Is it Time We Abolished Corporation Tax in The UK?

By Lance Forman, Former London MEP and Owner, H. Forman & Son

In recent years, the rate of Corporation Tax has been lowered year by year and we have seen corporation tax revenues rise, because lower business taxes stimulate the economy whereas the converse has the opposite effect. The Government now have a gaping hole in their finances exacerbated by COVID-19 spending. One would think that having learnt the experience of recent years, we would lower tax rates more to spurn economic growth, but instead the Treasury are considering, or threatening, the complete opposite.

This would be a bizarre response to our real-life experience as well as a conflict with the basic economic theory of the ‘Laffer Curve’ which explains why increased tax rates do not necessarily result in increased tax revenues.

This is most clearly explained when taking the example to the two extremes. Tax people at 100% and they won’t bother working; tax them at 0% and whilst they will be fully incentivised, that won’t yield any return to the exchequer. The art for Government is finding the right rate that doesn’t dis-incentivise growth.

In a sense, finding the right tax rate is no different to a business finding the right price to pitch its wares. A tech consultant may decide that by charging £50 per hour rather than £100 per hour, he or she will get more work, but will the amount of consultancy double, and if it does, can they cope without incurring extra cost.

The Laffer Curve (Credit: Forbes)

The Inefficiencies of Modern Day Corporation Tax

Whilst so much discussion occurs over what is the right corporation tax rate, people seem to be missing the real point, and that is that Corporation tax is an inefficient tax and should be scrapped in its entirety. Here’s why:

Companies only pay corporation tax when they make profits. If they didn’t have to pay the tax, they would have three alternatives for spending the extra cash. They could reinvest it, which is great, we want to encourage business investment to help grow the economy; they could employ more people, also good, especially as unemployment is on the rise again, or they could increase the wages of and/or pay bonuses to existing staff.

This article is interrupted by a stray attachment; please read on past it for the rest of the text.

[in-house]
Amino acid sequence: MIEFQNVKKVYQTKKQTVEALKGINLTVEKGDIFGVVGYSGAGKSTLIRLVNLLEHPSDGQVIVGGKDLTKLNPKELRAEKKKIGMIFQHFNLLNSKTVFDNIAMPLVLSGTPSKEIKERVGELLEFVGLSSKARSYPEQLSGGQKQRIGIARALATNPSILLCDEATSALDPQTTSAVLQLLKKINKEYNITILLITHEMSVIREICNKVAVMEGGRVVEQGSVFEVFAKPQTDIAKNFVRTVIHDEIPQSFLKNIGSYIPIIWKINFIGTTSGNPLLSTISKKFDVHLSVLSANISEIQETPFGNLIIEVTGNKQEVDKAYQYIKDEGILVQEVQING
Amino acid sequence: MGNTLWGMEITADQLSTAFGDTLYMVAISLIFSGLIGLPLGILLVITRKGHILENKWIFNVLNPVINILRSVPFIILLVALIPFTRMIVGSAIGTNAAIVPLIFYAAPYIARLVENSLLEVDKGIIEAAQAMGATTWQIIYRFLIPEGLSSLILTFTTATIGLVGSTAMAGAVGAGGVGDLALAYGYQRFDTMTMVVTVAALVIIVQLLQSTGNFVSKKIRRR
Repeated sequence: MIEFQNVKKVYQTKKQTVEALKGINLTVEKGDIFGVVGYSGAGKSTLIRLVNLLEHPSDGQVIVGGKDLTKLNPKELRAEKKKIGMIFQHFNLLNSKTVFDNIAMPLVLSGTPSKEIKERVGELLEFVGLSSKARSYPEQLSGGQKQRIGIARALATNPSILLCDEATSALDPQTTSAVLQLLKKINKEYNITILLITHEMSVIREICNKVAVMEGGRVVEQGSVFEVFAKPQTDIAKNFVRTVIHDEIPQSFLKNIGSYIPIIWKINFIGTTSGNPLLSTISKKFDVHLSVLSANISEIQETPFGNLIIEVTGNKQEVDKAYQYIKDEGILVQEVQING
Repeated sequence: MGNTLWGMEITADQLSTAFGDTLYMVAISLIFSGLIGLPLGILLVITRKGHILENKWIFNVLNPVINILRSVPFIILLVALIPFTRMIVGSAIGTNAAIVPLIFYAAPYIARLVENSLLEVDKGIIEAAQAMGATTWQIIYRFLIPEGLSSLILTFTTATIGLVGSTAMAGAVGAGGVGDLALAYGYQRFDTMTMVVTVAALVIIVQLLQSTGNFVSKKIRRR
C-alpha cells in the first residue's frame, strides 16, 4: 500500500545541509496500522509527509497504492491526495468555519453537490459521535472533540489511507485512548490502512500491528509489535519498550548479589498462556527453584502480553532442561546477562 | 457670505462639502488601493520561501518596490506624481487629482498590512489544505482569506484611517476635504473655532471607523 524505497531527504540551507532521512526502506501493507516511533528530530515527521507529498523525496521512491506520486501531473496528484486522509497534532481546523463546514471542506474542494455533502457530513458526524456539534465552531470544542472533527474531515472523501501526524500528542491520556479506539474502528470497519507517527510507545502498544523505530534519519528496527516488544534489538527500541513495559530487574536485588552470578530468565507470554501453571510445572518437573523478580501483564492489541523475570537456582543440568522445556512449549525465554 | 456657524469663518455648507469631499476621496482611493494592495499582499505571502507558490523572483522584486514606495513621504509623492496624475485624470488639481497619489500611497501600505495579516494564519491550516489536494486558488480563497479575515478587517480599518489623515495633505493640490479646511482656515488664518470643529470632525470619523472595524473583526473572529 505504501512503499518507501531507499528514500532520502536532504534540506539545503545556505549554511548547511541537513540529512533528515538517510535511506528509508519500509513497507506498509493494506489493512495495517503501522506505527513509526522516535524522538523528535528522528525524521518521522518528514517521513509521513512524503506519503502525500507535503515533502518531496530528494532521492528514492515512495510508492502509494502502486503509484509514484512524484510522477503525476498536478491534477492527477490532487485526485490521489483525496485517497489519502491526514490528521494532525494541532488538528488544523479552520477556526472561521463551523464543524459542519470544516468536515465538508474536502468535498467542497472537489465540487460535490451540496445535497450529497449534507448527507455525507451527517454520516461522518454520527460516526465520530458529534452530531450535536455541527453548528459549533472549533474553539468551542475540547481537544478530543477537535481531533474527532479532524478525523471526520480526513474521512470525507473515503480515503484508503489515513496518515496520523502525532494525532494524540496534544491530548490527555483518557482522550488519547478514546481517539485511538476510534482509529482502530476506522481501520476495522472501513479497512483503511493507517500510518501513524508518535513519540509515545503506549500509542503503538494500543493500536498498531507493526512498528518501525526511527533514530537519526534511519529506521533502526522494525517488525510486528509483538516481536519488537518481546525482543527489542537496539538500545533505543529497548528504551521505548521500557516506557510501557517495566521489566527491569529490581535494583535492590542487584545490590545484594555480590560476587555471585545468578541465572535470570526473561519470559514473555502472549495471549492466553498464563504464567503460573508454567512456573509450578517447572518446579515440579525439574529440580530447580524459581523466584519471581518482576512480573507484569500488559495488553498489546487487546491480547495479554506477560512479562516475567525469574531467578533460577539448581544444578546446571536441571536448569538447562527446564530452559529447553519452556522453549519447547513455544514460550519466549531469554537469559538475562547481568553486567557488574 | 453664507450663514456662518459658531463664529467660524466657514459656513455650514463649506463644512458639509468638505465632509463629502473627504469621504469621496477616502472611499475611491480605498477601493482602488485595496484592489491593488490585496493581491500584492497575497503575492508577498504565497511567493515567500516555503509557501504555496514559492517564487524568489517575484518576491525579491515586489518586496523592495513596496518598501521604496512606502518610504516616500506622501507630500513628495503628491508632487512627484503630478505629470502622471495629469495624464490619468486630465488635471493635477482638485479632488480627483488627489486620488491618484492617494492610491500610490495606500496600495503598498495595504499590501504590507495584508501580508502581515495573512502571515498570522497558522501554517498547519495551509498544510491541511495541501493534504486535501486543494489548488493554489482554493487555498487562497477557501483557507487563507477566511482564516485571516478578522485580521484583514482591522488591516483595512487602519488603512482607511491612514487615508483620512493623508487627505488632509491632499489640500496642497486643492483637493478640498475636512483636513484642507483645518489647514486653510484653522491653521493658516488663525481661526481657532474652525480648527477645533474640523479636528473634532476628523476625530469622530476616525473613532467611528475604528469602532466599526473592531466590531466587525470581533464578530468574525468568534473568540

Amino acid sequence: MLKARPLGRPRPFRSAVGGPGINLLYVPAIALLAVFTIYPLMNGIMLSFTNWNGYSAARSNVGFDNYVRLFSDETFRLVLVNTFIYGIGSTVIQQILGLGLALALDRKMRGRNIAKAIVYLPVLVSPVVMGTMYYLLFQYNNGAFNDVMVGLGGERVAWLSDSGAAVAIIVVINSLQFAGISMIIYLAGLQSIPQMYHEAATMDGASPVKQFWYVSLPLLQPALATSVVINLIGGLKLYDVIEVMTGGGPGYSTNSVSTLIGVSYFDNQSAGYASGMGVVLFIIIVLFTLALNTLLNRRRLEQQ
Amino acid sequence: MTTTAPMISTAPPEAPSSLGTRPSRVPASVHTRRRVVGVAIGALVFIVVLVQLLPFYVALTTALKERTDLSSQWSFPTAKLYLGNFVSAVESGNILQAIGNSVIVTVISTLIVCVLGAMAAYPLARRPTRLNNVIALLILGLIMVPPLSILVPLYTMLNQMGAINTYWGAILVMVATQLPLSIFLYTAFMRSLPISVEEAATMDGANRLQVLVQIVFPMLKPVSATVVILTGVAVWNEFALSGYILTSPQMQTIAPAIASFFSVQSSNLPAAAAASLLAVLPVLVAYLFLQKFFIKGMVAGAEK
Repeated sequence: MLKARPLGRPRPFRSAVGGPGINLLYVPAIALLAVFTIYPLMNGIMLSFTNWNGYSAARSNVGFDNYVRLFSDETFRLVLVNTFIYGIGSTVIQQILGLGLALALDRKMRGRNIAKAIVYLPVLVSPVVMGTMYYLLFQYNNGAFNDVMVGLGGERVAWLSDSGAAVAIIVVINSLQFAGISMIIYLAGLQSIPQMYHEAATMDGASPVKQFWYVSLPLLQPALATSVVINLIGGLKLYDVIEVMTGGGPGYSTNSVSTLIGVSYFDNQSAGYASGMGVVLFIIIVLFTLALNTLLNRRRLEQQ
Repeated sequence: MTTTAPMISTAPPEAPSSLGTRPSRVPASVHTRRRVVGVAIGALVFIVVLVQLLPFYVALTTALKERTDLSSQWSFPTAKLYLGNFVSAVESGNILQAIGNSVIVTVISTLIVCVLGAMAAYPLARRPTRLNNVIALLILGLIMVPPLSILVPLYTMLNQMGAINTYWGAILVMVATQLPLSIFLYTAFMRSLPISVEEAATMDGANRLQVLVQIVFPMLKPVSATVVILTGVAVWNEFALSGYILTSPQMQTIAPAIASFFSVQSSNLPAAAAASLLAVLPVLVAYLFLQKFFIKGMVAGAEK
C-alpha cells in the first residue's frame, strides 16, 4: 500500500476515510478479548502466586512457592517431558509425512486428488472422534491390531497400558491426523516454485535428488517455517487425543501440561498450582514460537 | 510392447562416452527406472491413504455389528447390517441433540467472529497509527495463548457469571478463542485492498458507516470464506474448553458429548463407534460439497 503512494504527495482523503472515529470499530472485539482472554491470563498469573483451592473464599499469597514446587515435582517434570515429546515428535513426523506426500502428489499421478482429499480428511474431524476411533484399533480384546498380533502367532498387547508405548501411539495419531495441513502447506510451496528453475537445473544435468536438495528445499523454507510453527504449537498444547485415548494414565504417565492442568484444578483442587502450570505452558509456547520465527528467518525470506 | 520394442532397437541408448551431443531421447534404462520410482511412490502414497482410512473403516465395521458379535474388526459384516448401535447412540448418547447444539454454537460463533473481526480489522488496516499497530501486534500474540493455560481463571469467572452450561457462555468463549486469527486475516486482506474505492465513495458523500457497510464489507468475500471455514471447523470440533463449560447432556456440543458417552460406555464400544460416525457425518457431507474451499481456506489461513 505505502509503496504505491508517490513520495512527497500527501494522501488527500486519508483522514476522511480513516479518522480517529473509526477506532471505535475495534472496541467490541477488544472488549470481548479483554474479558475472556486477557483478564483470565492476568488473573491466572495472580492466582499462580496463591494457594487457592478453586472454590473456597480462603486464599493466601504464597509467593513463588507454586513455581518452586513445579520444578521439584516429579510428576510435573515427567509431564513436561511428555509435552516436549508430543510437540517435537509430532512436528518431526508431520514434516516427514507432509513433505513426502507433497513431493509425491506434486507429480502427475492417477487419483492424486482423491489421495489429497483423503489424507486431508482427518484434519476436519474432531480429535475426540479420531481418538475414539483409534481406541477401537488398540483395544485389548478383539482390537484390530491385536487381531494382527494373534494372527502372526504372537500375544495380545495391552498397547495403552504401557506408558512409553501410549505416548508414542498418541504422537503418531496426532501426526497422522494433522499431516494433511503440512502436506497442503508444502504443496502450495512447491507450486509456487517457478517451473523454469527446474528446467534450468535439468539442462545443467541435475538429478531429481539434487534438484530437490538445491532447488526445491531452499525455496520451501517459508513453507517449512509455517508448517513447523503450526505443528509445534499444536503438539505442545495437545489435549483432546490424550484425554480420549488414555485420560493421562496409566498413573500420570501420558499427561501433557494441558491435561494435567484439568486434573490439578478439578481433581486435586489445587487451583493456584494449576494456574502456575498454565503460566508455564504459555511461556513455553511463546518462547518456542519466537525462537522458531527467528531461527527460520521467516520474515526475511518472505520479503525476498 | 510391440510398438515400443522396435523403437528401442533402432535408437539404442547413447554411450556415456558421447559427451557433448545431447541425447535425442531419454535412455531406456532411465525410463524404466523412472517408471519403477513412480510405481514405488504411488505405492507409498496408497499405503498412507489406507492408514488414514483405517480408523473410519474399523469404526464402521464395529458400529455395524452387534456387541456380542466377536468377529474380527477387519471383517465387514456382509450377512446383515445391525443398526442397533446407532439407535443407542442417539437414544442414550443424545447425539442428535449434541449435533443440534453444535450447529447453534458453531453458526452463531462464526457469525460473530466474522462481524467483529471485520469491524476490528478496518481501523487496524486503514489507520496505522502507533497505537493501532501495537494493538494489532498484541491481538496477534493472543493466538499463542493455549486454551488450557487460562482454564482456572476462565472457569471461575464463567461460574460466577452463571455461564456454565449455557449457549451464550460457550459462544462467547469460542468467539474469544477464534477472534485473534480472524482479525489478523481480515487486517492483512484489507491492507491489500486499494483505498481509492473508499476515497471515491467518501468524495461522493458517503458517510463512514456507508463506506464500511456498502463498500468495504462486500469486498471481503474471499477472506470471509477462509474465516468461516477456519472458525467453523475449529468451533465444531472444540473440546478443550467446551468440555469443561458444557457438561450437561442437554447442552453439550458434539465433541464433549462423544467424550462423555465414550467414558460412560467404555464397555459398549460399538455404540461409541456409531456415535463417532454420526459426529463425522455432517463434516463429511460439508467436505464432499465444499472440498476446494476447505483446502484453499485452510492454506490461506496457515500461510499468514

Given that wages result in taxes being paid at a rate anywhere between 25% and 45%, the government will raise more money for the exchequer with all these options, rather than if the company were to pay corporation tax at 19% and it’s far easier to collect too.

Of course, a company might not invest or take on more people or pay higher wages, and simply pay out those extra profits as dividends to its shareholders. If it did this, once again, the Treasury would collect more tax than it does from collecting Corporation Tax. From the perspective of trying to maximise tax revenues and reduce our debt levels, scrapping corporation tax is a no brainer. But there are plenty of other advantages too.

We hear a lot in the media about multinationals avoiding corporation tax and how unfair it is that they can shuffle their profits off to countries by being headquartered in low tax regimes, yet smaller businesses, based here, can’t escape and are forced to pay tax, creating unfair competition.